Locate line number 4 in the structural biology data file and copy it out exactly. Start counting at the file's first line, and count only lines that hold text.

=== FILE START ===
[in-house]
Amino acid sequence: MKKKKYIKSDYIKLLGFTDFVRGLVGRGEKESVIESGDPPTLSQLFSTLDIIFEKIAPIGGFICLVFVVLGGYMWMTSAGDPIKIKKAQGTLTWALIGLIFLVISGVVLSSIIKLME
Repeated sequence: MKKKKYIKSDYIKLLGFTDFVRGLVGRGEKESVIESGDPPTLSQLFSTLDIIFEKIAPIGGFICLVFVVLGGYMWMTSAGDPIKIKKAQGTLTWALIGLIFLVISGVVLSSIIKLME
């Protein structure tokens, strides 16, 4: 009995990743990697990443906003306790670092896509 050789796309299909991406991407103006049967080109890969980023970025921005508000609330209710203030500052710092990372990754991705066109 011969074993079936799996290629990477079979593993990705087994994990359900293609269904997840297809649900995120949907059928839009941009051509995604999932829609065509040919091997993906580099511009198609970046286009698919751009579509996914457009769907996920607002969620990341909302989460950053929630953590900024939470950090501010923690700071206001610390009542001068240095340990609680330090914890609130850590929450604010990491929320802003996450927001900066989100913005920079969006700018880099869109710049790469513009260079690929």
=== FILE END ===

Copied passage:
């Protein structure tokens, strides 16, 4: 009995990743990697990443906003306790670092896509 050789796309299909991406991407103006049967080109890969980023970025921005508000609330209710203030500052710092990372990754991705066109 011969074993079936799996290629990477079979593993990705087994994990359900293609269904997840297809649900995120949907059928839009941009051509995604999932829609065509040919091997993906580099511009198609970046286009698919751009579509996914457009769907996920607002969620990341909302989460950053929630953590900024939470950090501010923690700071206001610390009542001068240095340990609680330090914890609130850590929450604010990491929320802003996450927001900066989100913005920079969006700018880099869109710049790469513009260079690929």